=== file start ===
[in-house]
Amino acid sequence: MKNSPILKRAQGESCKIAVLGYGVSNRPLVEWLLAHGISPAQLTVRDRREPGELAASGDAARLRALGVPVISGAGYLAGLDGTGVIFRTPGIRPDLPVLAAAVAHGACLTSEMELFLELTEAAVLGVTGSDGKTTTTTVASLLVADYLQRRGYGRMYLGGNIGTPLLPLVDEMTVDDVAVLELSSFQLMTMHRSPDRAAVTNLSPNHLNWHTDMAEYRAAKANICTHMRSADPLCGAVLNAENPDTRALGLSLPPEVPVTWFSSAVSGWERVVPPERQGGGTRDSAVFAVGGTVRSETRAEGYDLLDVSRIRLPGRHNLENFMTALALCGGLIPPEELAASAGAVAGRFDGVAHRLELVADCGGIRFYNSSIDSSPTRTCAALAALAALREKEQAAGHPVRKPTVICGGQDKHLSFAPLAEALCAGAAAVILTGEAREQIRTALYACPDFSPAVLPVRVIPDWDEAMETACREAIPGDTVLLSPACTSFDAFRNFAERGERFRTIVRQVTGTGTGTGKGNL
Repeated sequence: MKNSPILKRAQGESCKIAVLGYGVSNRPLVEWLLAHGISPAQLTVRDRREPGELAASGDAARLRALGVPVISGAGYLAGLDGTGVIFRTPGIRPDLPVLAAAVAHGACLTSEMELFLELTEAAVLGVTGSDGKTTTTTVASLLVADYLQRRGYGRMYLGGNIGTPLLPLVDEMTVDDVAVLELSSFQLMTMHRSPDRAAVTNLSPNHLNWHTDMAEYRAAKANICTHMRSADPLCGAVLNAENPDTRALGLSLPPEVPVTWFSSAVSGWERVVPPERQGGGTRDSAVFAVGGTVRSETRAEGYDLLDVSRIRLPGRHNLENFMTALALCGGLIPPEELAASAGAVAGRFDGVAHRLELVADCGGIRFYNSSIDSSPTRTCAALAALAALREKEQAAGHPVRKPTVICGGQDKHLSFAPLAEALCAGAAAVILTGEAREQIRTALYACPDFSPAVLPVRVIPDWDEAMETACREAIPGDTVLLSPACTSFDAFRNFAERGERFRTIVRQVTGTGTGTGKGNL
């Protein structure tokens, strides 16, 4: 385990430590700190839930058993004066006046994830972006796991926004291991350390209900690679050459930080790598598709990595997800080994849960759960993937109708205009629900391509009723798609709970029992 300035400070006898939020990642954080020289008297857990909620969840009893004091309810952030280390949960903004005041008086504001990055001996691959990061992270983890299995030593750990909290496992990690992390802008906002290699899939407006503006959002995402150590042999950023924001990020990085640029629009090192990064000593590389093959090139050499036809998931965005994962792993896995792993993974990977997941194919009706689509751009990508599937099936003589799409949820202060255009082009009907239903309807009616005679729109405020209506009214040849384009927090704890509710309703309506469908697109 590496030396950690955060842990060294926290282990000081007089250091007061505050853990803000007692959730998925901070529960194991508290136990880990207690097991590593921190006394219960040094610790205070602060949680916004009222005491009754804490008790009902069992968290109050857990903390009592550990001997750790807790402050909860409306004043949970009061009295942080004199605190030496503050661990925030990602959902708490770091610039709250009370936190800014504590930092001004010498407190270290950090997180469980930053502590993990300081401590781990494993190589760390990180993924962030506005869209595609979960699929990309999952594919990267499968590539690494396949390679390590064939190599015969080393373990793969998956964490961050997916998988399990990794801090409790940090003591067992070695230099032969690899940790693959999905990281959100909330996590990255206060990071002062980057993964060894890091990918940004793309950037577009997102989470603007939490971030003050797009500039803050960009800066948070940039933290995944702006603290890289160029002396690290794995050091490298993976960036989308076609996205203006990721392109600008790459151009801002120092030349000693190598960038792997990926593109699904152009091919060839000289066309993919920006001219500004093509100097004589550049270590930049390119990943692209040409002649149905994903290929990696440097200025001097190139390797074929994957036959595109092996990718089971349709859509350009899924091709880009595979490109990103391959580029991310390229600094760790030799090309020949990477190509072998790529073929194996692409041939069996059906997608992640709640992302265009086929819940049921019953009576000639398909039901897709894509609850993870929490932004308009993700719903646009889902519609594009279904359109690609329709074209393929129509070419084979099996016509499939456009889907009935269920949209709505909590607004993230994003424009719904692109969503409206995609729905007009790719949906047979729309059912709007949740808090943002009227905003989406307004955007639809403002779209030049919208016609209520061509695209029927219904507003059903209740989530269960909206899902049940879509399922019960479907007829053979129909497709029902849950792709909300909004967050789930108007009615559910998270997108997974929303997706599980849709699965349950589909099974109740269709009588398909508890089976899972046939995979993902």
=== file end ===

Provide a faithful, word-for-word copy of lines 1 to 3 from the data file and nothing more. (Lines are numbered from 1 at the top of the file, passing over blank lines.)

[in-house]
Amino acid sequence: MKNSPILKRAQGESCKIAVLGYGVSNRPLVEWLLAHGISPAQLTVRDRREPGELAASGDAARLRALGVPVISGAGYLAGLDGTGVIFRTPGIRPDLPVLAAAVAHGACLTSEMELFLELTEAAVLGVTGSDGKTTTTTVASLLVADYLQRRGYGRMYLGGNIGTPLLPLVDEMTVDDVAVLELSSFQLMTMHRSPDRAAVTNLSPNHLNWHTDMAEYRAAKANICTHMRSADPLCGAVLNAENPDTRALGLSLPPEVPVTWFSSAVSGWERVVPPERQGGGTRDSAVFAVGGTVRSETRAEGYDLLDVSRIRLPGRHNLENFMTALALCGGLIPPEELAASAGAVAGRFDGVAHRLELVADCGGIRFYNSSIDSSPTRTCAALAALAALREKEQAAGHPVRKPTVICGGQDKHLSFAPLAEALCAGAAAVILTGEAREQIRTALYACPDFSPAVLPVRVIPDWDEAMETACREAIPGDTVLLSPACTSFDAFRNFAERGERFRTIVRQVTGTGTGTGKGNL
Repeated sequence: MKNSPILKRAQGESCKIAVLGYGVSNRPLVEWLLAHGISPAQLTVRDRREPGELAASGDAARLRALGVPVISGAGYLAGLDGTGVIFRTPGIRPDLPVLAAAVAHGACLTSEMELFLELTEAAVLGVTGSDGKTTTTTVASLLVADYLQRRGYGRMYLGGNIGTPLLPLVDEMTVDDVAVLELSSFQLMTMHRSPDRAAVTNLSPNHLNWHTDMAEYRAAKANICTHMRSADPLCGAVLNAENPDTRALGLSLPPEVPVTWFSSAVSGWERVVPPERQGGGTRDSAVFAVGGTVRSETRAEGYDLLDVSRIRLPGRHNLENFMTALALCGGLIPPEELAASAGAVAGRFDGVAHRLELVADCGGIRFYNSSIDSSPTRTCAALAALAALREKEQAAGHPVRKPTVICGGQDKHLSFAPLAEALCAGAAAVILTGEAREQIRTALYACPDFSPAVLPVRVIPDWDEAMETACREAIPGDTVLLSPACTSFDAFRNFAERGERFRTIVRQVTGTGTGTGKGNL